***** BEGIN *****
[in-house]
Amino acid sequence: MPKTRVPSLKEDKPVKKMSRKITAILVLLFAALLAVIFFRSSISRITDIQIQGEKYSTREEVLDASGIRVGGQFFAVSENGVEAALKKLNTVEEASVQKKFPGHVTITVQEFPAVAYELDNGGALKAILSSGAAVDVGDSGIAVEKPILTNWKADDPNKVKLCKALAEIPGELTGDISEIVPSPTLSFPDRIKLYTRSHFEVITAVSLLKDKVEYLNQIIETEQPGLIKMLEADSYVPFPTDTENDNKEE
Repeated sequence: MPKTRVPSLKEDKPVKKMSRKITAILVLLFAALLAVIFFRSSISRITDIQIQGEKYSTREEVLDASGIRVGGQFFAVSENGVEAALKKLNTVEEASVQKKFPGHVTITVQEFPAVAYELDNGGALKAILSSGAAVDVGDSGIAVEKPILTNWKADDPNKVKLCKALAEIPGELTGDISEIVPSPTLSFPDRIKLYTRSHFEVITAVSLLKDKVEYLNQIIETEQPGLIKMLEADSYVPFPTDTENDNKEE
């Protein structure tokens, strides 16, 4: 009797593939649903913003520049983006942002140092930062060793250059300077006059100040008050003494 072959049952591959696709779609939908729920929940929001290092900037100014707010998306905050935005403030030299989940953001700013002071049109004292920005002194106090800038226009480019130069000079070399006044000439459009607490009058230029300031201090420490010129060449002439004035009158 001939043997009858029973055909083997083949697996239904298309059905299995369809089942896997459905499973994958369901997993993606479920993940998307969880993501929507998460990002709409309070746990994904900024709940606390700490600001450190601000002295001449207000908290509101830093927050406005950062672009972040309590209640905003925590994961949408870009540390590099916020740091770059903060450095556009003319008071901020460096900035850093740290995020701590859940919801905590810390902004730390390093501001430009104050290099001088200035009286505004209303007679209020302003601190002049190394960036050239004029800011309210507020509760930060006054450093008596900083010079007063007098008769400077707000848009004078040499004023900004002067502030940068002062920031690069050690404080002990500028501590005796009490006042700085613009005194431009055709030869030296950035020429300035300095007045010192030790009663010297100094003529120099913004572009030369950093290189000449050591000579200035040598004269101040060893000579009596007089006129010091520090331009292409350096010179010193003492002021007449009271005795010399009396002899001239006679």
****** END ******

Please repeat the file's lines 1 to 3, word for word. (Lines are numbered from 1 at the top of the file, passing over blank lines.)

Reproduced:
[in-house]
Amino acid sequence: MPKTRVPSLKEDKPVKKMSRKITAILVLLFAALLAVIFFRSSISRITDIQIQGEKYSTREEVLDASGIRVGGQFFAVSENGVEAALKKLNTVEEASVQKKFPGHVTITVQEFPAVAYELDNGGALKAILSSGAAVDVGDSGIAVEKPILTNWKADDPNKVKLCKALAEIPGELTGDISEIVPSPTLSFPDRIKLYTRSHFEVITAVSLLKDKVEYLNQIIETEQPGLIKMLEADSYVPFPTDTENDNKEE
Repeated sequence: MPKTRVPSLKEDKPVKKMSRKITAILVLLFAALLAVIFFRSSISRITDIQIQGEKYSTREEVLDASGIRVGGQFFAVSENGVEAALKKLNTVEEASVQKKFPGHVTITVQEFPAVAYELDNGGALKAILSSGAAVDVGDSGIAVEKPILTNWKADDPNKVKLCKALAEIPGELTGDISEIVPSPTLSFPDRIKLYTRSHFEVITAVSLLKDKVEYLNQIIETEQPGLIKMLEADSYVPFPTDTENDNKEE